Tuesday, March 18, 2008

Wine Word of the Day: Variety


"Variety" refers to a single type of grape used in making a wine. For example, Cabernet Sauvignon and Cabernet Franc are both grape varieties.  This term is often confused with the word "varietal," which refers to a type of wine.  If you are referring to a type of blend, such as a Bordeaux blend of Cabernet, Merlot and Petit Verdot, you would use varietal.  Just to screw you up, "varietal characteristic" again refers to the grape and not the wine, referring to the distinctive qualities of that variety.  Cassis is a varietal characteristic of Cabernet Sauvignon.

2 comments:

Mike P said...

If what you say is true, I may be guilty. I always refer to cabernet sauvignon as a varietal, and never use the term variety in association with with it other than when I change things up a bit for....variety.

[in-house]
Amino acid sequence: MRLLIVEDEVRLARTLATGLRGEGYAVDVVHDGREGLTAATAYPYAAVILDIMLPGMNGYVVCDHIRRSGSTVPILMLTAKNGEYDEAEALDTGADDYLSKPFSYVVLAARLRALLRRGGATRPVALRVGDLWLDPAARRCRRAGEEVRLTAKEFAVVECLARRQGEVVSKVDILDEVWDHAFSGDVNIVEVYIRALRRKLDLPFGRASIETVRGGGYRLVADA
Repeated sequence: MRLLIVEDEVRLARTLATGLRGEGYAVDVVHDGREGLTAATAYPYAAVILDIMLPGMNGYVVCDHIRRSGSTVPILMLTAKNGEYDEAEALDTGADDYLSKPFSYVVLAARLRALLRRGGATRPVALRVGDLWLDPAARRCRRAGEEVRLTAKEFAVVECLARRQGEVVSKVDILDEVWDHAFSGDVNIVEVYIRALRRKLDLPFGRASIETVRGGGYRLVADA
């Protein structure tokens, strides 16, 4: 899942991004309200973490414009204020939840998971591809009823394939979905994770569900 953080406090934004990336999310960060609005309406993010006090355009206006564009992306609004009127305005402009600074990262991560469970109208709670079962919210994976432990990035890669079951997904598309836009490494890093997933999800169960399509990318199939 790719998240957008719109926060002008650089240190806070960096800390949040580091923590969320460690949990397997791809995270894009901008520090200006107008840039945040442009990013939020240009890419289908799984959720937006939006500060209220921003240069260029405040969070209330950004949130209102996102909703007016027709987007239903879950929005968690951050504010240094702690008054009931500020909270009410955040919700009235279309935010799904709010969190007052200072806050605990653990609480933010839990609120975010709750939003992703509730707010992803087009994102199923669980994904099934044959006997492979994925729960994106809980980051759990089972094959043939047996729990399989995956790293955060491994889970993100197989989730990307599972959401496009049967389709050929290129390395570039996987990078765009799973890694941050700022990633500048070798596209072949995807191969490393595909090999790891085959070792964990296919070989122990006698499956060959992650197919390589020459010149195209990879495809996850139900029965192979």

If I get tired Cab Sauvignon I open a blend...or a Syrah....or a Pinot. :)

Brad Coelho said...

you'll make Bob Flemming proud...has to be his pet peeve (to the degree that he's out on a mission, scanning post after post to right the wrongs of the varia-tribe verbiage).